FAO in North America

Scaling up Telecommunications and Digital Technology for Food Security: PlantVillage

14/07/2021

13 July 2021 - FAO North America and CSIS Global Food Security Program held a private roundtable webinar featuring keynote speaker Dr. David Hughes, Dorothy Foehr Huck and J. Lloyd Huck Chair in Global Food Security at Penn State University and PlantVillage founder. Dr. Hughes presented his work with PlantVillage, a public good technology platform that offers in-season and in-field knowledge to help smallholder farmers improve their agriculture practices and respond to crises.

The longstanding partnership between FAO and Penn State University, which started in 2017, was expanded when Dr. David Hughes, became a UN Fellow at FAO between 2018-2020. PlantVillage provides cloud software, AI and apps to FAO to track transboundary pests and more recently stressors associated with climate change. As a Land Grant University, Penn State has expertise not only in agriculture but also in AI and machine learning. As Dr. David Hughes said, “working with FAO to provide cutting edge technology to improve global food security is a natural continuation of the great legacy of the Land Grant.” 

Crop diseases know no borders, and smallholder farmers often face disadvantages on this front. Part of Dr. Hughes’ work with PlantVillage empowers smallholder farmers to use the free applications to receive crop disease diagnoses and other useful data for precision agriculture. PlantVillage at Penn State University has developed 8 apps (6 Android and 2 iOS) used by FAO in over 60 countries and 30 languages, ranging from artificial intelligence for Fall Armyworm (FAW) diagnosis and the FAO Water Productivity through Open access of Remotely sensed derived data (WaPOR) system, as well as tools such as the eLocust3, a handheld data logger that transmits locust data from the field in real-time.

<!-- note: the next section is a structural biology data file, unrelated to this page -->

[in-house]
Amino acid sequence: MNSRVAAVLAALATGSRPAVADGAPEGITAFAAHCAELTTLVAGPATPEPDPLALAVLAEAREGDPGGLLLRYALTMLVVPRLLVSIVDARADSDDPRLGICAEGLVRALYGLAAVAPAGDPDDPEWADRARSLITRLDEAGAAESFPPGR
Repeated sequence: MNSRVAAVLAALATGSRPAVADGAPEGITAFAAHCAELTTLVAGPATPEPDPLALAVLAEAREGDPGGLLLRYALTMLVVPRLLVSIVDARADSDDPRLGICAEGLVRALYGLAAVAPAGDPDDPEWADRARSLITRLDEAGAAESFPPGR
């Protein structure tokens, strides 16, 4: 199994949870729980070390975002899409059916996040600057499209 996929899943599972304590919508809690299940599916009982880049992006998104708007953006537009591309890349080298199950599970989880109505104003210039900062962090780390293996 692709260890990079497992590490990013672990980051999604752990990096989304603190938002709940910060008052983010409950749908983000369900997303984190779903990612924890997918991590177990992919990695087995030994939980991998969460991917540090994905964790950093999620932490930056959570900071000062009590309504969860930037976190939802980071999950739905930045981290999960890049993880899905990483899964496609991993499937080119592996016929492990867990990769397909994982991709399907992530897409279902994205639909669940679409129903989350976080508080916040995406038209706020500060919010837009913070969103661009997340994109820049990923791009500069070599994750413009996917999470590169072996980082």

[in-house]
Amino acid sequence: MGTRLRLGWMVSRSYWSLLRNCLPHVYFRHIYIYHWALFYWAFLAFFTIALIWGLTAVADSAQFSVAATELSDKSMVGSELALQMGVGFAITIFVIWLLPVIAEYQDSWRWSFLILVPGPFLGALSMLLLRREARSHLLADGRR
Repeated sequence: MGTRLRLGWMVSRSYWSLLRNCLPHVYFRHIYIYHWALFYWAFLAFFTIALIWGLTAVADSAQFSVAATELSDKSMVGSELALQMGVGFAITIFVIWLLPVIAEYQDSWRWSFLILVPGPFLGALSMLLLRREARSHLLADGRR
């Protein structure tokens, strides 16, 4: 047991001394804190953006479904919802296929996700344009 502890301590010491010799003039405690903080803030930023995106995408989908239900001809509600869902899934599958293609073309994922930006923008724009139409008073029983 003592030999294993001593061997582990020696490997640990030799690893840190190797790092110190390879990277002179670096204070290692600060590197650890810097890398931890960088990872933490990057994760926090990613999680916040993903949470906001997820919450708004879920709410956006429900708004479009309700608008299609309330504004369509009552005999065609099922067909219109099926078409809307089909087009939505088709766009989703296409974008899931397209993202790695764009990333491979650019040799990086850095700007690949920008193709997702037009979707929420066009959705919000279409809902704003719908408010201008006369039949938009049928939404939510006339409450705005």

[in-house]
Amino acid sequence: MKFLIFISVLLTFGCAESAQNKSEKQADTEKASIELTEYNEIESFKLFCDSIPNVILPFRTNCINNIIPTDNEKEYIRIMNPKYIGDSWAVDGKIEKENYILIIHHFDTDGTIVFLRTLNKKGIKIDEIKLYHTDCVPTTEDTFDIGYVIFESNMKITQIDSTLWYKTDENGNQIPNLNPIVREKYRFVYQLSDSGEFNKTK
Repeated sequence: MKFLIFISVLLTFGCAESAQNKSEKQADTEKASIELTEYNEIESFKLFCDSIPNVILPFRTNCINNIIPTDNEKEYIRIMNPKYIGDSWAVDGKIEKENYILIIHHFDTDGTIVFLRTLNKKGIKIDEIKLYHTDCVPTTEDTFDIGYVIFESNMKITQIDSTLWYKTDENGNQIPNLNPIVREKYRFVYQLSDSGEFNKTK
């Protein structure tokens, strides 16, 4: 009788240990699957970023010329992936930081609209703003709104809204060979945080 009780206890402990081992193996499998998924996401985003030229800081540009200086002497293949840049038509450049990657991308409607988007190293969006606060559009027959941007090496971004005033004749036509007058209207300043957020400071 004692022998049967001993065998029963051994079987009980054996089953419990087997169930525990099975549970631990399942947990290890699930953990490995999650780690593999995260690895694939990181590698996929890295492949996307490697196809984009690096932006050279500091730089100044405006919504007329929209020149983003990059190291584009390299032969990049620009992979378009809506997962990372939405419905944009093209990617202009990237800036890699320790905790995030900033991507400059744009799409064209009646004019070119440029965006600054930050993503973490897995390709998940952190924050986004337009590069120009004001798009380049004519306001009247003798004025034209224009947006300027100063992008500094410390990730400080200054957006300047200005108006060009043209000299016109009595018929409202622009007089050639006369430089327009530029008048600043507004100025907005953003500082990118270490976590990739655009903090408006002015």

In Kenya, PlantVillage deployed local youth as part of the Locust Crisis teams to use the eLocust3 logger to work with farmers and pastoralists to find Desert Locust swarms within just a few hours. Having local youth participate in the crisis response created an element of trust. Overall, the effective dessert locust response, thanks to such technology, has been estimated to save food for 36 million people in 2020 worth an estimated $1.56 billion in East Africa.

Cost-effectiveness, paths to scale, and digital literacy were the areas that were highlighted during the discussion. In terms of digital literacy, it was noted that we are not limited by technology or knowledge, but by our capacity to do this at scale – indicating a need for increased investment. With the value that these farms as carbon-capturing facilities, local youth employment, and the use of local messaging systems, the return of investment and cost-effectiveness of this innovation is high.

The session concluded that by investing in resilience through climate change adaptation technologies, the potential to tackle the youth unemployment crisis, mitigate climate change-driven issues such as pest invasions and crop diseases, and significantly reduce food loss and waste makes the return of investment enormous. Scaling up technological solutions for front-line agri-food system workers is a key way to help address the root causes of the challenges they face, increase their resilience, and enhance their productivity.  

 

More Resources

Advanced agricultural technology for smallholder farmers in Africa: PlantVillage